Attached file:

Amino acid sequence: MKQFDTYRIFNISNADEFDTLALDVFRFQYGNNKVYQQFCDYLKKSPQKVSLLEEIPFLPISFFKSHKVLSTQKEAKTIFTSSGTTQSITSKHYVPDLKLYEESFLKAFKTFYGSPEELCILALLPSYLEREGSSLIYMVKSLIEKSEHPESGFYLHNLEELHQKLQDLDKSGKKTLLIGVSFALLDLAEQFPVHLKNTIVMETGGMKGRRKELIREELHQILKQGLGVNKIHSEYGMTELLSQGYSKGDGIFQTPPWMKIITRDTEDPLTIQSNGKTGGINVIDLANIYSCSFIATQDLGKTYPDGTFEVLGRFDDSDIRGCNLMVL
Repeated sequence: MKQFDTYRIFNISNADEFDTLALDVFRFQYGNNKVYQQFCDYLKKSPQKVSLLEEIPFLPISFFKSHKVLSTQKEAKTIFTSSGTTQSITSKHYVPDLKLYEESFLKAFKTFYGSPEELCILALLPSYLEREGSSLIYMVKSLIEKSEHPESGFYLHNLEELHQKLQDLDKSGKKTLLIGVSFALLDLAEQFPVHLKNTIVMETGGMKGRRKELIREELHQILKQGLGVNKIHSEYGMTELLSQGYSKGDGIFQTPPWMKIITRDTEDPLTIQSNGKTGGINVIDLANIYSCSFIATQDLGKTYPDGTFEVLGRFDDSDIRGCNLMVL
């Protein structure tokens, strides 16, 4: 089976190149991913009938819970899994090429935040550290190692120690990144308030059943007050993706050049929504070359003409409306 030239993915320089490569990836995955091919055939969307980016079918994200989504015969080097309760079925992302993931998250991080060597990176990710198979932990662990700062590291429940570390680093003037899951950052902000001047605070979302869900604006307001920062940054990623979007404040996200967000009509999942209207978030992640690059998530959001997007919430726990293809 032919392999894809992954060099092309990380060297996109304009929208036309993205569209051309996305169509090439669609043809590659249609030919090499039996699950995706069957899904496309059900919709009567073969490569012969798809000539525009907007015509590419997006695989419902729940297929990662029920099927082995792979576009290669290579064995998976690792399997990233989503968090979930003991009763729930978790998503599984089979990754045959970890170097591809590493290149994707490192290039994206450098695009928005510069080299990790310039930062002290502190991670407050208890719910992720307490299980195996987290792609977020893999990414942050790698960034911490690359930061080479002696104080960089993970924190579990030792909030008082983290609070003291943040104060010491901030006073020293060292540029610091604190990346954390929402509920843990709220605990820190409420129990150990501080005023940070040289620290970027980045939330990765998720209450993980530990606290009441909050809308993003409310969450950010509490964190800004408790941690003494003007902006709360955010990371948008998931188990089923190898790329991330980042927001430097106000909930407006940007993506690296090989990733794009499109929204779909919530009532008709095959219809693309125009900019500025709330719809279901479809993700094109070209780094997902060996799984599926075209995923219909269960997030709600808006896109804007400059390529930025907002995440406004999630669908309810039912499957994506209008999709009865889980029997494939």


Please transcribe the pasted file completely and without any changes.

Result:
Amino acid sequence: MKQFDTYRIFNISNADEFDTLALDVFRFQYGNNKVYQQFCDYLKKSPQKVSLLEEIPFLPISFFKSHKVLSTQKEAKTIFTSSGTTQSITSKHYVPDLKLYEESFLKAFKTFYGSPEELCILALLPSYLEREGSSLIYMVKSLIEKSEHPESGFYLHNLEELHQKLQDLDKSGKKTLLIGVSFALLDLAEQFPVHLKNTIVMETGGMKGRRKELIREELHQILKQGLGVNKIHSEYGMTELLSQGYSKGDGIFQTPPWMKIITRDTEDPLTIQSNGKTGGINVIDLANIYSCSFIATQDLGKTYPDGTFEVLGRFDDSDIRGCNLMVL
Repeated sequence: MKQFDTYRIFNISNADEFDTLALDVFRFQYGNNKVYQQFCDYLKKSPQKVSLLEEIPFLPISFFKSHKVLSTQKEAKTIFTSSGTTQSITSKHYVPDLKLYEESFLKAFKTFYGSPEELCILALLPSYLEREGSSLIYMVKSLIEKSEHPESGFYLHNLEELHQKLQDLDKSGKKTLLIGVSFALLDLAEQFPVHLKNTIVMETGGMKGRRKELIREELHQILKQGLGVNKIHSEYGMTELLSQGYSKGDGIFQTPPWMKIITRDTEDPLTIQSNGKTGGINVIDLANIYSCSFIATQDLGKTYPDGTFEVLGRFDDSDIRGCNLMVL
């Protein structure tokens, strides 16, 4: 089976190149991913009938819970899994090429935040550290190692120690990144308030059943007050993706050049929504070359003409409306 030239993915320089490569990836995955091919055939969307980016079918994200989504015969080097309760079925992302993931998250991080060597990176990710198979932990662990700062590291429940570390680093003037899951950052902000001047605070979302869900604006307001920062940054990623979007404040996200967000009509999942209207978030992640690059998530959001997007919430726990293809 032919392999894809992954060099092309990380060297996109304009929208036309993205569209051309996305169509090439669609043809590659249609030919090499039996699950995706069957899904496309059900919709009567073969490569012969798809000539525009907007015509590419997006695989419902729940297929990662029920099927082995792979576009290669290579064995998976690792399997990233989503968090979930003991009763729930978790998503599984089979990754045959970890170097591809590493290149994707490192290039994206450098695009928005510069080299990790310039930062002290502190991670407050208890719910992720307490299980195996987290792609977020893999990414942050790698960034911490690359930061080479002696104080960089993970924190579990030792909030008082983290609070003291943040104060010491901030006073020293060292540029610091604190990346954390929402509920843990709220605990820190409420129990150990501080005023940070040289620290970027980045939330990765998720209450993980530990606290009441909050809308993003409310969450950010509490964190800004408790941690003494003007902006709360955010990371948008998931188990089923190898790329991330980042927001430097106000909930407006940007993506690296090989990733794009499109929204779909919530009532008709095959219809693309125009900019500025709330719809279901479809993700094109070209780094997902060996799984599926075209995923219909269960997030709600808006896109804007400059390529930025907002995440406004999630669908309810039912499957994506209008999709009865889980029997494939």